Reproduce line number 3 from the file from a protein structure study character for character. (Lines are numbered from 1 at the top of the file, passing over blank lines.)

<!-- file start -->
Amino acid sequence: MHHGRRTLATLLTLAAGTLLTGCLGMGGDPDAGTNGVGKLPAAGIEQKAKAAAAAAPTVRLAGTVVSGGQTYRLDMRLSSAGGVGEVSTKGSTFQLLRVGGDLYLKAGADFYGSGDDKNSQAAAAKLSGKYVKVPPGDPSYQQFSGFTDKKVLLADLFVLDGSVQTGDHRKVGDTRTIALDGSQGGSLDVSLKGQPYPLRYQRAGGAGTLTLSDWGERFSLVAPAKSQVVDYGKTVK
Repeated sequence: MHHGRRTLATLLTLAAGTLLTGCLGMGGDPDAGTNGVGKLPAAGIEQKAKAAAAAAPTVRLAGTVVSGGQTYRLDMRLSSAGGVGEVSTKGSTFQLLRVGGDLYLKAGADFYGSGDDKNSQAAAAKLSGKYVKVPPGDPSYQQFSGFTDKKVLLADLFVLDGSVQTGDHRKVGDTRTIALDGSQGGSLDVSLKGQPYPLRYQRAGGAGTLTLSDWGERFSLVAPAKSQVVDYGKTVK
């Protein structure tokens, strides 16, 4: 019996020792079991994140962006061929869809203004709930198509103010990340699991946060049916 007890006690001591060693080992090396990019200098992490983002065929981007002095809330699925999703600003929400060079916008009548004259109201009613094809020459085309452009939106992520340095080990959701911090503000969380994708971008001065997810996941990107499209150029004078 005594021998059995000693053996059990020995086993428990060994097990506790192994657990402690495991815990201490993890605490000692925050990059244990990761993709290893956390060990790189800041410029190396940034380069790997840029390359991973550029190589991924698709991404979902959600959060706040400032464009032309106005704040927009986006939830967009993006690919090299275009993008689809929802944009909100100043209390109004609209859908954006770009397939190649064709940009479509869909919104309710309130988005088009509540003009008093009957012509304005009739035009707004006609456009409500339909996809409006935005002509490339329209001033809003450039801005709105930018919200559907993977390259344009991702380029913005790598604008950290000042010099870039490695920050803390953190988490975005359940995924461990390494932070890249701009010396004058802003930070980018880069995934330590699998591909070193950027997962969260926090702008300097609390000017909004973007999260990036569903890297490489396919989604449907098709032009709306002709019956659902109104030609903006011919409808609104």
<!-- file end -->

């Protein structure tokens, strides 16, 4: 019996020792079991994140962006061929869809203004709930198509103010990340699991946060049916 007890006690001591060693080992090396990019200098992490983002065929981007002095809330699925999703600003929400060079916008009548004259109201009613094809020459085309452009939106992520340095080990959701911090503000969380994708971008001065997810996941990107499209150029004078 005594021998059995000693053996059990020995086993428990060994097990506790192994657990402690495991815990201490993890605490000692925050990059244990990761993709290893956390060990790189800041410029190396940034380069790997840029390359991973550029190589991924698709991404979902959600959060706040400032464009032309106005704040927009986006939830967009993006690919090299275009993008689809929802944009909100100043209390109004609209859908954006770009397939190649064709940009479509869909919104309710309130988005088009509540003009008093009957012509304005009739035009707004006609456009409500339909996809409006935005002509490339329209001033809003450039801005709105930018919200559907993977390259344009991702380029913005790598604008950290000042010099870039490695920050803390953190988490975005359940995924461990390494932070890249701009010396004058802003930070980018880069995934330590699998591909070193950027997962969260926090702008300097609390000017909004973007999260990036569903890297490489396919989604449907098709032009709306002709019956659902109104030609903006011919409808609104």